The sun was beginning to set when we arrived at our hotel where Chicago cousins were staying. We had planned a few weeks ago to join them, having been told that there was room enough for us. To our surprise, though, an individual or a conglomeration of the family had reserved a room just for me and C. I was floored, especially after I stepped in to see it was a proper suite. It was smaller than the hotel we'd had in Philadelphia, but I liked this one better for two reasons. The first: the traditional style was much more my thing. The second: we had a balcony looking out to the ocean. You can't get that in Philly! There was also a bottle of wine standing on the kitchen counter, a gift from a cousin who couldn't make it. We spent some time looking around the room, unpacking a bit and looking at wedding photos (C had received them from the photographer the previous night). It was colder than we had anticipated and C had forgotten swimming trunks and a sweatshirt so we went for a brief shopping trip which turned into a confused one. One store had all the size labels cut out of their sweatshirts so it took us ages to find one that would fit C properly. Is there a reason people do such things? If we weren't on our third or fourth try at that point, I would have just left out of protest. We then joined all the cousins in another room and played this word search game (you have a word and have to create words from the larger word's letters) with apple cider and more shared photos.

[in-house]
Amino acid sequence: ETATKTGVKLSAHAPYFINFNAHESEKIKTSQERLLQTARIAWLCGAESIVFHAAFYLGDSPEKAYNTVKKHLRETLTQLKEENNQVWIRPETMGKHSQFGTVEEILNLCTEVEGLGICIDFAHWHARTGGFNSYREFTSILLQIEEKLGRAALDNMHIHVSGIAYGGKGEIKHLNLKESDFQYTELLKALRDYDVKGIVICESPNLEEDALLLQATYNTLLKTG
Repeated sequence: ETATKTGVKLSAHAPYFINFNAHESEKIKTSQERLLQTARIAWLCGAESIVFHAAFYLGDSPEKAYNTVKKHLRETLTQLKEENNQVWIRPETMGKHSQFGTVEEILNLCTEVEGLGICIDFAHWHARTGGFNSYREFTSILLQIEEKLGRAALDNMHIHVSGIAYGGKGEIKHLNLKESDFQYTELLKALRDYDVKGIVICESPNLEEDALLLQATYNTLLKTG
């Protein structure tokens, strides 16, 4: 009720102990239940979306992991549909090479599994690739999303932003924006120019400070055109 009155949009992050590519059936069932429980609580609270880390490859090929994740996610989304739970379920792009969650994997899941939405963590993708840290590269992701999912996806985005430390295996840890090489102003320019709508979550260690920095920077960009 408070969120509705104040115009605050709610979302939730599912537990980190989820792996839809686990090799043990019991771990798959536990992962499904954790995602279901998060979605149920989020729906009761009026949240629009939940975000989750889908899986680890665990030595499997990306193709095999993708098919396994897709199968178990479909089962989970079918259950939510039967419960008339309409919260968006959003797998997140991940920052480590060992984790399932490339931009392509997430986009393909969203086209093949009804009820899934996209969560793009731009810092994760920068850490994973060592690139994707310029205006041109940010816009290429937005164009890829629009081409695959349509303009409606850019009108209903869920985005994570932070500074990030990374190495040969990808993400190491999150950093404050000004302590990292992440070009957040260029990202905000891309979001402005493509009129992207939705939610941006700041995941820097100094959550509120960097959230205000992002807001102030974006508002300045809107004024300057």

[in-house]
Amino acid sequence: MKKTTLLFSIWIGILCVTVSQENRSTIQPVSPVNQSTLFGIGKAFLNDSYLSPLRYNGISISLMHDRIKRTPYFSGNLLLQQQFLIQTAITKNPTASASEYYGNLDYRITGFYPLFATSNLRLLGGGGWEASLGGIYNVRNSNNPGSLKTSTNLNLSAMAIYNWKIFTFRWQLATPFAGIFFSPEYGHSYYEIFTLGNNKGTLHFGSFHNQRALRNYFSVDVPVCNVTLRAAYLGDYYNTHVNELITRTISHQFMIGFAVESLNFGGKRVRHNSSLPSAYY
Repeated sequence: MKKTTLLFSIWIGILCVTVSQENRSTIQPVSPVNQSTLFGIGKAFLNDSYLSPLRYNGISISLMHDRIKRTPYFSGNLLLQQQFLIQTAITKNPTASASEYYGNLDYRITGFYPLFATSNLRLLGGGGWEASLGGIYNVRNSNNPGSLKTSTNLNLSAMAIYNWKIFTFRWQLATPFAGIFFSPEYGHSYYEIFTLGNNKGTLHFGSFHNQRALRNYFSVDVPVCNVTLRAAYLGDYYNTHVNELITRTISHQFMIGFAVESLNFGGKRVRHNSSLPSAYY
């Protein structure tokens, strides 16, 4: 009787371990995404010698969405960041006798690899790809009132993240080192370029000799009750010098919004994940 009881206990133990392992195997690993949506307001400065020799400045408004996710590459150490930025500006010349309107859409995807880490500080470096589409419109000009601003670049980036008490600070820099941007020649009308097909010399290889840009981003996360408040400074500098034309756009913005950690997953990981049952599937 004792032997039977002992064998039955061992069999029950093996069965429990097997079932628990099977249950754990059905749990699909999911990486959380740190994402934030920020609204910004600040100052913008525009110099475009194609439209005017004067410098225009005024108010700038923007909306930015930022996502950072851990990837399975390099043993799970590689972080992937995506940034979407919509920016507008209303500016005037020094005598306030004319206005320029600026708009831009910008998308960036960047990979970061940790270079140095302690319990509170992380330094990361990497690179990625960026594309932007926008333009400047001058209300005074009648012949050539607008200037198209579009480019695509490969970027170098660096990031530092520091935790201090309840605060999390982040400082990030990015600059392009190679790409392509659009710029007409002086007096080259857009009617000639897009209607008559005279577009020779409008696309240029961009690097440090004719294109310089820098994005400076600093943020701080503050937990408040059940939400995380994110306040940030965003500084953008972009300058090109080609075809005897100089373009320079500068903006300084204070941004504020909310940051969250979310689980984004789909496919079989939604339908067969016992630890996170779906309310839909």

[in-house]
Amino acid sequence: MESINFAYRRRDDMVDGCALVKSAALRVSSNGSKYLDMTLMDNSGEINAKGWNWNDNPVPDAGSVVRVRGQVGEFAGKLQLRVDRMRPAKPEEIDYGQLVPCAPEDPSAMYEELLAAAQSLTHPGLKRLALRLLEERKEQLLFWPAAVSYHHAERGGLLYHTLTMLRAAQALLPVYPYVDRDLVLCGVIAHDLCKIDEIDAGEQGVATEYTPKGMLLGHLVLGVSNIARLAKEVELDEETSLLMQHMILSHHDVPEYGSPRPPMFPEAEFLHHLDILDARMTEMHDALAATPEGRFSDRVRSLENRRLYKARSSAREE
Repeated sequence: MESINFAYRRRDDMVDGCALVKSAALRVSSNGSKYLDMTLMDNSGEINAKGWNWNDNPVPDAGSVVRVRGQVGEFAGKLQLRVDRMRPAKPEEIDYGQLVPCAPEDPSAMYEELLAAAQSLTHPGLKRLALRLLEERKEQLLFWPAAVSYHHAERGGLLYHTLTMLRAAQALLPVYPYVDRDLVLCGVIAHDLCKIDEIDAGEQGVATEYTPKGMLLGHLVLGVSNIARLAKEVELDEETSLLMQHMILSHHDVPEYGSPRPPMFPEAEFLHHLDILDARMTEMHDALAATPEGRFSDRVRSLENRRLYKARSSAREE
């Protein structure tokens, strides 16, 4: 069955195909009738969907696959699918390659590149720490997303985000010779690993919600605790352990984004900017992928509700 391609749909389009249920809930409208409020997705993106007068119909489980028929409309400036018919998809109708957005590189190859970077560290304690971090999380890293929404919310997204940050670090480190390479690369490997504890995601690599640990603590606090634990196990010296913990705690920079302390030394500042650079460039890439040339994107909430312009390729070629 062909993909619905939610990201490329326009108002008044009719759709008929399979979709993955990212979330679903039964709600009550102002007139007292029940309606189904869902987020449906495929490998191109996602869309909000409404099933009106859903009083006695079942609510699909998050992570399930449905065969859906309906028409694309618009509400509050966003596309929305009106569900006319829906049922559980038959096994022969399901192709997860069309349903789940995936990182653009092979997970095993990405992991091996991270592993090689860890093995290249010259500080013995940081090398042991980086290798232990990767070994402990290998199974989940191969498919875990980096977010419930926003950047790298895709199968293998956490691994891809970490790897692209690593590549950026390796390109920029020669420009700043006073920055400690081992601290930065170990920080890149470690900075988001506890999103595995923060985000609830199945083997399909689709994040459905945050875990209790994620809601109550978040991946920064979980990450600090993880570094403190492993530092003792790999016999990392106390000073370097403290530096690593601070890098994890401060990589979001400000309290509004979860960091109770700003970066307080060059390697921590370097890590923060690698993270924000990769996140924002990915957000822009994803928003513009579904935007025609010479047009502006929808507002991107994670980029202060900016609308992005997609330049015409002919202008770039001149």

Pretty soon, my stomach was protesting for food, so we went on the hunt. It took three attempts until we found a restaurant to take us where a really horrible guitarist was covering popular music. Everything was in the same key in some unusual half rock, half blues tone. Each song had one of us exclaiming, “He's ruining The Cure right now. I can't believe this.” or “Is this supposed to be Taylor Swift? It is Taylor Swift. Sort of.” On top of that, the food wasn't as good as the prices would suggest except for my pretzel bites (I could have eaten stale crackers at that point and thought they were marvelous, though). Ah well. It was an experience, if anything. Other sources of entertainment were the Blackhawks game (which I think had gone into overtime) and a cousin and his wife talking about how they met.

Did we have enough food?